AnelleO is harnessing the advancements in the speed and scale of 3D printing technology for novel solutions in women’s health. AnelleO’s Intravaginal Rings offer a unique platform for sustained delivery of therapeutics – a non-invasive, self-administered, and retrievable platform that can deliver drugs over a period of weeks or months. 
Aptimmune Biologics, Inc, University of Illinois at Urbana-Champaign 
IEP Designee 
Federal Funding: U.S. Department of Agriculture 
Aptimmune Biologics specializes in developing autogenous mucosal vaccines for viral diseases that are costly to the swine industry.
Beta Bionics, Boston University 
Federal Funding: National Institutes of Health 
Beta Bionics is developing a bionic pancreas called the iLet® – a fully integrated medical device that is designed to reduce the burden and cost of diabetes care by automatically and autonomously managing blood sugar levels 24/7 in people with Type 1 Diabetes. 
CenSyn, University of California, Irvine 
Pursuing IEP Designation 
Federal Funding: National Science Foundation 
CenSyn provides a quick, efficient, and accessible electroencephalogram device to monitor brain health during emergencies. 
CROPTIX, The Pennsylvania State University
IEP Designee
Federal Funding: National Science Foundation
Croptix is developing a practical turn-key solution for identifying crop disease, allowing you to spot problems long before they’re visible to the naked eye, to help mitigate crop loss.
Darwin Biosciences, University of Colorado Boulder 
IEP Designee 
Federal Funding: U.S. Department of Defense 
Darwin Biosciences specializes in the development of portable diagnostics for the detection of infectious diseases. 
ETALYC, Iowa State University 
IEP Designee 
Federal Funding: National Science Foundation 
ETALYC is a software as a service provider that focuses on improving traffic operations through the integration of modern technologies, such as the Internet of Things, machine learning, and big data analytics.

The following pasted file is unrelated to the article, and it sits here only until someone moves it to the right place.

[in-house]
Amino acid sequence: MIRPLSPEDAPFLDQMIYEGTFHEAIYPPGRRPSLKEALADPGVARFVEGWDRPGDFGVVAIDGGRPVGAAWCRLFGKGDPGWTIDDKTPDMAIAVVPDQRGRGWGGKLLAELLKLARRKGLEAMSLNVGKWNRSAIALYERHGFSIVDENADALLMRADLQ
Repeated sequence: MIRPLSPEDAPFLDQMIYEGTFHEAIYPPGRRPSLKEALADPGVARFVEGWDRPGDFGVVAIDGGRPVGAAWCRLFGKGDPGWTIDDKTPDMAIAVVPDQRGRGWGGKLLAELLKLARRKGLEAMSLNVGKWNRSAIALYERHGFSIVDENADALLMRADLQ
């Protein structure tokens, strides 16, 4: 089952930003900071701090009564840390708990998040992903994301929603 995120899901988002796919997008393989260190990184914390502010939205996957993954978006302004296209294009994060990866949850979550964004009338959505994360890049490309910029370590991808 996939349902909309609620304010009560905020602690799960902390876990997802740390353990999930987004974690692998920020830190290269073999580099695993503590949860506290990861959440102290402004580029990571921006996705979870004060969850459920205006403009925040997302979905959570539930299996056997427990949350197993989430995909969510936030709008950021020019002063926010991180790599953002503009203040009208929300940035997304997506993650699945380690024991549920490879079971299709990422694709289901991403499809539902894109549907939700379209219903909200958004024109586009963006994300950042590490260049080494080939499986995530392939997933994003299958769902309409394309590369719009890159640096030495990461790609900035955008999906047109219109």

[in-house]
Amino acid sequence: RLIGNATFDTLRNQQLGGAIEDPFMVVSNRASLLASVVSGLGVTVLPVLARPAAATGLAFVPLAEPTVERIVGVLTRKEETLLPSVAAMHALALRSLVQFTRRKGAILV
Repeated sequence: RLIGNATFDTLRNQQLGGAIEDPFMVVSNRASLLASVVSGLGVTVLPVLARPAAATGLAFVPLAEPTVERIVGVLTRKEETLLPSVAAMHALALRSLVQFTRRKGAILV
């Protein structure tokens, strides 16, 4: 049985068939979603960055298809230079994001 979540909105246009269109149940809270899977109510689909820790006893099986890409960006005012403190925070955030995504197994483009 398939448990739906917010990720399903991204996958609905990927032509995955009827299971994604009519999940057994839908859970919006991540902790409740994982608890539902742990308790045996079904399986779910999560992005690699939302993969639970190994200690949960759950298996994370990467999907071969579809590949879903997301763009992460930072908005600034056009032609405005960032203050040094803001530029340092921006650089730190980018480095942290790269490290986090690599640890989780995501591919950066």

FreshAir Sensor, Dartmouth College 
Federal Funding: National Institutes of Health, National Science Foundation 
FreshAir Sensor develops technology available for hotels and apartments to monitor for, immediately detect, and prove tobacco and marijuana smoking. 
Halophore, Indiana University 
IEP Designee 
Federal Funding: National Science Foundation, U.S. Department of Energy 
Halophore aims to grow the medical laser market with a corresponding boost in employment in the sectors of device manufacturing, chemical and materials production, and treatment. The potentially revolutionary medical device could be used to address a broad array of health issues, from mundane conditions like acne to serious interventions like skin cancer treatment, wound sterilization, and scar remodeling. 
HeroWear, Vanderbilt University 
Federal Funding: Centers for Disease Control and Prevention, National Institutes of Health, National Science Foundation 
HeroWear is a wearable technology company that makes assistive clothing solutions that reduce fatigue and physical strain on workers. Their first product, a back-assist exosuit that fits like a comfortable piece of clothing, is the first exosuit built from the ground up for both men and women. 
IllExcor Therapeutics, LLC, Virginia Commonwealth University 
Pursing IEP Designation 
Federal Funding: National Institutes of Health